How would having an effective Brand Breadth work in practice – in a brand crisis? Let’s think of a generic “Qantas” brand crisis, along the lines of any of those that they had last year. What happened in those events was that Qantas went into crisis management mode as those crises evolved exactly along the lines of the Four Stages. They had a fire hose of activity to deal with on Twitter and then had to deal with Facebook and all that overwhelmed their small social media team, who at face value seemed to be the only people handing the social presence, the social storm.

Each of those “PR disasters” was pre-planned – they were premeditated actions with unexpected consequences. The one big event that wasn’t pre-planned was an engine exploding on an A380 over Indonesia and the aircraft having to return to Singapore enduring dire systems problems, but landing safely. Qantas ran that event up the social media flagpole and saluted it as a great success, an opinion not universally shared.

While the planned events offer the chance of using Brand Breadth for prior analysis and communications planning, the unplanned events also totally benefit from it by way of the role that Brand Breadth plays in an organisation and the preparation and practice which is a routine occurrence.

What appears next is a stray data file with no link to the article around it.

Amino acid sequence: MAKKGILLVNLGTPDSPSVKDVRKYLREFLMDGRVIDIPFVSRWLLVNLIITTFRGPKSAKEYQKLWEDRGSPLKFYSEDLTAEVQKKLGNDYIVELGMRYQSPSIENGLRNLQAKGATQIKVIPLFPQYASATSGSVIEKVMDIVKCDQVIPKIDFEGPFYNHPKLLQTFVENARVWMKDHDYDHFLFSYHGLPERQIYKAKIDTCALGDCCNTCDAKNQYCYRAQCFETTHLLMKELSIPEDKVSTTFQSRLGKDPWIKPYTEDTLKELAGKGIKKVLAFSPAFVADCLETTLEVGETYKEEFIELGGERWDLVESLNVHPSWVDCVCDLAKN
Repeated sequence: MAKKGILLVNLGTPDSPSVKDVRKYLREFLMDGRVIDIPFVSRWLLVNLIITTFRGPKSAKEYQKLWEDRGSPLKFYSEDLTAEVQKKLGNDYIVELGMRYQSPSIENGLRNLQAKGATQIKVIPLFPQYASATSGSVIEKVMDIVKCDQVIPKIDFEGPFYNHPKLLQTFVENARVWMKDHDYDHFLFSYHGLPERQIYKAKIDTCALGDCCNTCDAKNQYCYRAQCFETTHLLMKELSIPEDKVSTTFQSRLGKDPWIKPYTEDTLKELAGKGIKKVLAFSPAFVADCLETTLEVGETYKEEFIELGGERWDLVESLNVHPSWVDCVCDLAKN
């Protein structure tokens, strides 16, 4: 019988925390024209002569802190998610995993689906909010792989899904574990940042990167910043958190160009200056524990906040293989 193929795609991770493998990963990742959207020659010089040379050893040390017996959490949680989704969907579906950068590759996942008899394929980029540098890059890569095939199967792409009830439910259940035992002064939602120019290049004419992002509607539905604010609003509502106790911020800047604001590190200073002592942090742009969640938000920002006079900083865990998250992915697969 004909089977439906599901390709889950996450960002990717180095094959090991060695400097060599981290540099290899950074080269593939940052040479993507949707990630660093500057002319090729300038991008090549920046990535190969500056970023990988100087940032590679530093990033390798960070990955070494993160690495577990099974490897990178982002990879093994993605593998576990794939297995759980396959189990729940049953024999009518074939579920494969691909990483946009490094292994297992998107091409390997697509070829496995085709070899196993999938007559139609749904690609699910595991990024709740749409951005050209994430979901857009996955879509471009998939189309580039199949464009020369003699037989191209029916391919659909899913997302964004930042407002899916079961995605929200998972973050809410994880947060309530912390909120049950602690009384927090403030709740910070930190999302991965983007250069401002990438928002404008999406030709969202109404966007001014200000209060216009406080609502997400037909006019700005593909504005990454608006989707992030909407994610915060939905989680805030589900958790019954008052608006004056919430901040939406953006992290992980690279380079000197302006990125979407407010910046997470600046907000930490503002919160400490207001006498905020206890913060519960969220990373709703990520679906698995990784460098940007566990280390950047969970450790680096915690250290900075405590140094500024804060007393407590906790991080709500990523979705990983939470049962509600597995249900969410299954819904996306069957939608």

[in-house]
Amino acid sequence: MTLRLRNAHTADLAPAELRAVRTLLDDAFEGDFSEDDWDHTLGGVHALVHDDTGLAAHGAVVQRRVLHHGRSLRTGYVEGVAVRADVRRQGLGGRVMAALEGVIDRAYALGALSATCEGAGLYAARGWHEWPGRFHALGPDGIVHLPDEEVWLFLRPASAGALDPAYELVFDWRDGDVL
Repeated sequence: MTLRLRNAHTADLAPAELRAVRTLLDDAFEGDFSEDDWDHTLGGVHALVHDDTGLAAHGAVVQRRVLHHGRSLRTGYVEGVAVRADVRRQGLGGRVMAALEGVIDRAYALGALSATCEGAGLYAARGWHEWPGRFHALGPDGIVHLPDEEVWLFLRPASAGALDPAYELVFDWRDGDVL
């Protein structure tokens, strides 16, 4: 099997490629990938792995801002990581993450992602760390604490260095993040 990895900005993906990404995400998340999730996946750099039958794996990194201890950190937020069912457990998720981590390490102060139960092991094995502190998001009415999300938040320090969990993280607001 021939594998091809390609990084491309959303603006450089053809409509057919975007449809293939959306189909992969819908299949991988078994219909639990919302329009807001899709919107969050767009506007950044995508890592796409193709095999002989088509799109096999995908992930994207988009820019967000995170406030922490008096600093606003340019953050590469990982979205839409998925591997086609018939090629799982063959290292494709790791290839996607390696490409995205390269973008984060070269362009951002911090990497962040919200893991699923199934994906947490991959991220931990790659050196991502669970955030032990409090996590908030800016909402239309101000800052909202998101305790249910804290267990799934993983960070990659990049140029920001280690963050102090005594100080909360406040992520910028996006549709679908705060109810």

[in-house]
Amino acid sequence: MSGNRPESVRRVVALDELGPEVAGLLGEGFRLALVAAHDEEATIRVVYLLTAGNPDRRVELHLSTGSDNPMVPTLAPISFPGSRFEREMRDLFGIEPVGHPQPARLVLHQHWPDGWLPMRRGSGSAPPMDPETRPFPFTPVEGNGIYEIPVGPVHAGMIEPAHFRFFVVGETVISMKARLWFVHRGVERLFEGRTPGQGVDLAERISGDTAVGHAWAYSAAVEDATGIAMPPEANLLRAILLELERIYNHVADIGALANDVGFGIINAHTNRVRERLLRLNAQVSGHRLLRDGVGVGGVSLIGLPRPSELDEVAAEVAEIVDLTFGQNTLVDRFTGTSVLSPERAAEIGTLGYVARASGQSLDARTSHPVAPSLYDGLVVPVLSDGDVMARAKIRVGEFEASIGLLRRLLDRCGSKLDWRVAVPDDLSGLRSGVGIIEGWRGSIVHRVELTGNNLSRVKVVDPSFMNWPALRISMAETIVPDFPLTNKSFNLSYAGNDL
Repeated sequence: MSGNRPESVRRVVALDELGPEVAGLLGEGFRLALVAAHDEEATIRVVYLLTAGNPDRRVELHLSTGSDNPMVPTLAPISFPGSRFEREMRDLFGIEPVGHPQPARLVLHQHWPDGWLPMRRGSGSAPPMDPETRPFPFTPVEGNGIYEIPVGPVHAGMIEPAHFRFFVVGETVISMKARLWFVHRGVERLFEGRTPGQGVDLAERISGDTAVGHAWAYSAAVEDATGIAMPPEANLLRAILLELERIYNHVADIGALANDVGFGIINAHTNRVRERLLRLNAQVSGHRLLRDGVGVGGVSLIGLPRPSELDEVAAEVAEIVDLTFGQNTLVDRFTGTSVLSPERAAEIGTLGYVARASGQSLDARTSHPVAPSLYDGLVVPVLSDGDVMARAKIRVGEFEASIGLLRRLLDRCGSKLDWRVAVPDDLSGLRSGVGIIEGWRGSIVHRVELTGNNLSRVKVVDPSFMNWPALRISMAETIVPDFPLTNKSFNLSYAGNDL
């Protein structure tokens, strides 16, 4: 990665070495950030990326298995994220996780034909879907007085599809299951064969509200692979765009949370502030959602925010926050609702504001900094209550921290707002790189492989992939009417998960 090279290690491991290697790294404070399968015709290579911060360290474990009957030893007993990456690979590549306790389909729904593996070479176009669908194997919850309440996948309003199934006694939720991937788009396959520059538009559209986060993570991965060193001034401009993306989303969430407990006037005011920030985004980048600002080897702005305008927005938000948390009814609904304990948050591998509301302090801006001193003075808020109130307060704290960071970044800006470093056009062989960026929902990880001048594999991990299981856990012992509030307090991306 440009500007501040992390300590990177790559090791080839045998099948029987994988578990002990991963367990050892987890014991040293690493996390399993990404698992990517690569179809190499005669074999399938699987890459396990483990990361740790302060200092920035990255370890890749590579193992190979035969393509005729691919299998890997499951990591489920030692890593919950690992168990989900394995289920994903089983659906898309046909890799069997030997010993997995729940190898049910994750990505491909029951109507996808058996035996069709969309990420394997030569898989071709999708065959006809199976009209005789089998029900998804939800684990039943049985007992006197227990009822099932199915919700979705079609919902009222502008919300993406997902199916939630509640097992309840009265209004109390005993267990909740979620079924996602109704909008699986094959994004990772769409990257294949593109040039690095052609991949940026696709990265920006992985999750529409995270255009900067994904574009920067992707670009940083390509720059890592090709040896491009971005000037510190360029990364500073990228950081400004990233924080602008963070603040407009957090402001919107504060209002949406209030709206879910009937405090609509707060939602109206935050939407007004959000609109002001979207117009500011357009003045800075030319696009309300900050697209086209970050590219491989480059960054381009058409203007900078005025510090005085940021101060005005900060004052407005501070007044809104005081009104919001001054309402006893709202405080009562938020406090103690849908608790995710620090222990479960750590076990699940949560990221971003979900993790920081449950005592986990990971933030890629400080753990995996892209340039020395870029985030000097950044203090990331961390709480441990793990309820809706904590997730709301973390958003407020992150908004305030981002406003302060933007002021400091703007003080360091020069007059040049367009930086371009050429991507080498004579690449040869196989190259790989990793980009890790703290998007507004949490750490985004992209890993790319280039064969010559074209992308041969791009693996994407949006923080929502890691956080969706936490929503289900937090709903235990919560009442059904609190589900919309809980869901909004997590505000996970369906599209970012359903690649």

This how a planned event, e.g. a social media marketing campaign, would utilize Brand Breadth as part of risk management and mitigation:

  • iGo2 Brand Resilience Model graphicPre-Event Step #1 – Understand the mood and sentiment of your customers and non-customers in social throughout your social presence. If you have a past history of “behaving badly” and you are the likely contender for the “perpetrator” title in the current crisis (Stage 3), you need to know it, and to think super carefully about your planned event and any potential adverse reactions – this idea is encapsulated in our Brand Resilience formula = Brand Promise + Brand Experience (Depth & Breadth) + Brand Friction + Brand Stock. The fabulous thing about social media is that you can get this “Brand Stock” reading from your social presence network – loud and clear.